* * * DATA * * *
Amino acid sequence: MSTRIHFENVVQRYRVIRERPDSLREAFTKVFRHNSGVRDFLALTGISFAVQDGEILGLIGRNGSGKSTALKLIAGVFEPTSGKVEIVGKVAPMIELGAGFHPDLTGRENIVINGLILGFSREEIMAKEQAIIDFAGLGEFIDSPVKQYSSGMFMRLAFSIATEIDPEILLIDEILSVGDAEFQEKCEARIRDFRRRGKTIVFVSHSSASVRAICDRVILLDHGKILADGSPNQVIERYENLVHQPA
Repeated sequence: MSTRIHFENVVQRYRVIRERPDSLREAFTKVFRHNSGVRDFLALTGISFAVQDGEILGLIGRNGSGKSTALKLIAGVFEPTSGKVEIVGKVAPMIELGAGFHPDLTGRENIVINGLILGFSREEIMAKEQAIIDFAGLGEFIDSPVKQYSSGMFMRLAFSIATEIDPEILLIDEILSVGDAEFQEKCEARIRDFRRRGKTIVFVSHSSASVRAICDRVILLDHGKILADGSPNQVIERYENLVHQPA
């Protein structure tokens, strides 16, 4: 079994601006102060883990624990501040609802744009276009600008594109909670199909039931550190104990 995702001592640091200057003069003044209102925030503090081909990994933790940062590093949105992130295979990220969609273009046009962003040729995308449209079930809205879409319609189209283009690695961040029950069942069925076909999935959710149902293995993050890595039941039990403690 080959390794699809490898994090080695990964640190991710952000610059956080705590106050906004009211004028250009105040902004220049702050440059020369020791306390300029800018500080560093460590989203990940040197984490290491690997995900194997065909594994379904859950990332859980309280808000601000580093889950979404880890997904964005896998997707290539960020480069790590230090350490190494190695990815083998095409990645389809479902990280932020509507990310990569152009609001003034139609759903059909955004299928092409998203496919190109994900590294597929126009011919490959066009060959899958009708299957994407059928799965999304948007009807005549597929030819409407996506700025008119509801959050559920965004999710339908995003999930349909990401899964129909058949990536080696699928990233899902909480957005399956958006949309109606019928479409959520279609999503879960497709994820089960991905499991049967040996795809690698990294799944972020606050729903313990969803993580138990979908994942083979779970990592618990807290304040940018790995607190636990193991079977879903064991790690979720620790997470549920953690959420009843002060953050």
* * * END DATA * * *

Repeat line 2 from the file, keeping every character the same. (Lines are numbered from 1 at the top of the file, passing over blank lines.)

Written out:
Repeated sequence: MSTRIHFENVVQRYRVIRERPDSLREAFTKVFRHNSGVRDFLALTGISFAVQDGEILGLIGRNGSGKSTALKLIAGVFEPTSGKVEIVGKVAPMIELGAGFHPDLTGRENIVINGLILGFSREEIMAKEQAIIDFAGLGEFIDSPVKQYSSGMFMRLAFSIATEIDPEILLIDEILSVGDAEFQEKCEARIRDFRRRGKTIVFVSHSSASVRAICDRVILLDHGKILADGSPNQVIERYENLVHQPA